abstract = "Though some software development teams are highly effective at delivering security, others either do not care or do not have access to security experts to teach them how. Unfortunately, these latter teams are still responsible for the security of the systems they build: systems that are ever more important to ever more people. We propose that a series of lightweight interventions, six hours of facilitated workshops delivered over three months, can improve a team's motivation to consider security and awareness of assurance techniques, changing its security culture even when no security experts are involved. The interventions were developed after an Appreciative Inquiry and Grounded Theory survey of security professionals to find out what approaches work best. We tested the interventions in a participatory action research field study where we delivered the workshops to three software development organizations and evaluated their effectiveness through interviews beforehand, immediately afterwards, and after twelve months. We found that the interventions can be effective with teams with limited or no security experience and that improvement is long‐lasting. This approach and the learning points arising from the work here have the potential to be applied in many development teams, improving the security of software worldwide.",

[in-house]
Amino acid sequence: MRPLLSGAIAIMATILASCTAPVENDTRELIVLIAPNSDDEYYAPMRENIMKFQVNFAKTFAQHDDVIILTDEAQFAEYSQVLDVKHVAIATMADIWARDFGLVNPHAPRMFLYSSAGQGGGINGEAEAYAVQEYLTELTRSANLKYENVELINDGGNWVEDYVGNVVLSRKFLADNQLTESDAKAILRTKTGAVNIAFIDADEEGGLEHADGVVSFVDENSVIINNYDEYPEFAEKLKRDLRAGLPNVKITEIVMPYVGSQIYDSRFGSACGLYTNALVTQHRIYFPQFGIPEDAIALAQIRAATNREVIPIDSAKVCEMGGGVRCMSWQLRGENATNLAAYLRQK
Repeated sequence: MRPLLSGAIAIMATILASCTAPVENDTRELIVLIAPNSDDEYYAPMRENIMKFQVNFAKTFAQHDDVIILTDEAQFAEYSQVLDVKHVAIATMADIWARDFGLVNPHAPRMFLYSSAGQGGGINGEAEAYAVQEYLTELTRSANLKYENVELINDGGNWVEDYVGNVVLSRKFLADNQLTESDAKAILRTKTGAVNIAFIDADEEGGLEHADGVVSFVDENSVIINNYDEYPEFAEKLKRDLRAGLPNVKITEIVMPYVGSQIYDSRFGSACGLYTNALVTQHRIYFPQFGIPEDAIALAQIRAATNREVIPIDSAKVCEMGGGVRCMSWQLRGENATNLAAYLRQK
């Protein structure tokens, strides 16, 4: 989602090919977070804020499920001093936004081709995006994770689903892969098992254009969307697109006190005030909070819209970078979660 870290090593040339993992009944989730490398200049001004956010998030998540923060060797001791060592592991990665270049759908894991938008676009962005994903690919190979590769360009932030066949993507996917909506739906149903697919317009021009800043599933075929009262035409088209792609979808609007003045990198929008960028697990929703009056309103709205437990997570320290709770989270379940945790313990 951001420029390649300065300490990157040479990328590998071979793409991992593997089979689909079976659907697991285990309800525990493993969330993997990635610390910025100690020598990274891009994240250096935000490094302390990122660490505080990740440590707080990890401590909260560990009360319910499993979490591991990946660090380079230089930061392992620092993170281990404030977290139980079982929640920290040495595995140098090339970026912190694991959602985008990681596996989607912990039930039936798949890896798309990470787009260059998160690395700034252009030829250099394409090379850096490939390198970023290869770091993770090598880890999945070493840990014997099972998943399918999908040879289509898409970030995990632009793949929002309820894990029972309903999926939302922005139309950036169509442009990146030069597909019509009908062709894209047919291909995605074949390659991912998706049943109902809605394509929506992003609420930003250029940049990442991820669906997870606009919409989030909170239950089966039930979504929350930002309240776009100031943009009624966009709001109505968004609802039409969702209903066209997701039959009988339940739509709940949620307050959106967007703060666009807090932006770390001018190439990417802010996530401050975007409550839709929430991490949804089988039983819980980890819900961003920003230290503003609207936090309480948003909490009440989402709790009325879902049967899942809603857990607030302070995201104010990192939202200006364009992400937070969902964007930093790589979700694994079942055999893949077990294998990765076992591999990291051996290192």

author = "Charles Weir and Ingolf Becker and James Noble and Lynne Blair and Sasse, {M. Angela} and Awais Rashid",
year = "2020",
month = "3",
doi = "10.1002/spe.2774",
language = "English",
volume = "50",
pages = "275--298",
journal = "Software: practice and experience",
issn = "0038-0644",
publisher = "John Wiley & Sons, Inc",
number = "3",

}

RIS - suitable for import to EndNote

TY - JOUR

T1 - Interventions for Long Term Software Security

T2 - Creating a Lightweight Program of Assurance Techniques for Developers

AU - Weir, Charles

AU - Becker, Ingolf

AU - Noble, James

AU - Blair, Lynne

AU - Sasse, M. Angela

AU - Rashid, Awais

PY - 2020/3

Y1 - 2020/3